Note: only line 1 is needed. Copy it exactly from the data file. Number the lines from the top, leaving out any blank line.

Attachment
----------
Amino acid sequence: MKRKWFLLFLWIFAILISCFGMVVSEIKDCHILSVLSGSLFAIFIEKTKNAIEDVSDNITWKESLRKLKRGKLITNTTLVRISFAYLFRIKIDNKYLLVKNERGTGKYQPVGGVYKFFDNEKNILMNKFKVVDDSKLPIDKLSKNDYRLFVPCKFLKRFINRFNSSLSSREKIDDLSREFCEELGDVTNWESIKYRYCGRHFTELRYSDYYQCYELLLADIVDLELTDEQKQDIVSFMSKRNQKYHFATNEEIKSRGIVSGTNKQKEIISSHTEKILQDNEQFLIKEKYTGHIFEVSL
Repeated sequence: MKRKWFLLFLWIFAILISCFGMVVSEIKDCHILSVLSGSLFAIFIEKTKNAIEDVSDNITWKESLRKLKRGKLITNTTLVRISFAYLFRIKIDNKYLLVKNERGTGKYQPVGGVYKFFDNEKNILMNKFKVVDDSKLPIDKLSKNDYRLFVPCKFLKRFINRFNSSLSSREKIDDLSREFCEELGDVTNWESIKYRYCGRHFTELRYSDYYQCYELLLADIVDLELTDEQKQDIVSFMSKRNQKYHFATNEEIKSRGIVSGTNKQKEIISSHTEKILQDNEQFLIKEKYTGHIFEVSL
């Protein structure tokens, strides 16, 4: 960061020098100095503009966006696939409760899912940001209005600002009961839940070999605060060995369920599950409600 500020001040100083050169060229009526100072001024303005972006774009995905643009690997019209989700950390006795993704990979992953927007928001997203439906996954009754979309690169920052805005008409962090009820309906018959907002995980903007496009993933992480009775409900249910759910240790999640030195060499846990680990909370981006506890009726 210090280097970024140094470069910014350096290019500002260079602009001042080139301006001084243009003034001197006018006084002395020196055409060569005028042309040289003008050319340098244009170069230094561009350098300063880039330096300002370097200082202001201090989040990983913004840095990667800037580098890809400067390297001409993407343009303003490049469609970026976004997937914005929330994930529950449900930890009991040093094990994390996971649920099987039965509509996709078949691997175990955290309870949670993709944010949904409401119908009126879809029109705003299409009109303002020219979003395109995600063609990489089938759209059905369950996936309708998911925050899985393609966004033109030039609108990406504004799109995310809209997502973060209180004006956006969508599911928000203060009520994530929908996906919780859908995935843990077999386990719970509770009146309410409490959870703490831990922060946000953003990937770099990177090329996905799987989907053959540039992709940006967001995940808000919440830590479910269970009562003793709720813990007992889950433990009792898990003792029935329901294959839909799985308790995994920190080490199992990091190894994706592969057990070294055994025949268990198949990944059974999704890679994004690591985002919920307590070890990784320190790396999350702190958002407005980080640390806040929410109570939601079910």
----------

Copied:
Amino acid sequence: MKRKWFLLFLWIFAILISCFGMVVSEIKDCHILSVLSGSLFAIFIEKTKNAIEDVSDNITWKESLRKLKRGKLITNTTLVRISFAYLFRIKIDNKYLLVKNERGTGKYQPVGGVYKFFDNEKNILMNKFKVVDDSKLPIDKLSKNDYRLFVPCKFLKRFINRFNSSLSSREKIDDLSREFCEELGDVTNWESIKYRYCGRHFTELRYSDYYQCYELLLADIVDLELTDEQKQDIVSFMSKRNQKYHFATNEEIKSRGIVSGTNKQKEIISSHTEKILQDNEQFLIKEKYTGHIFEVSL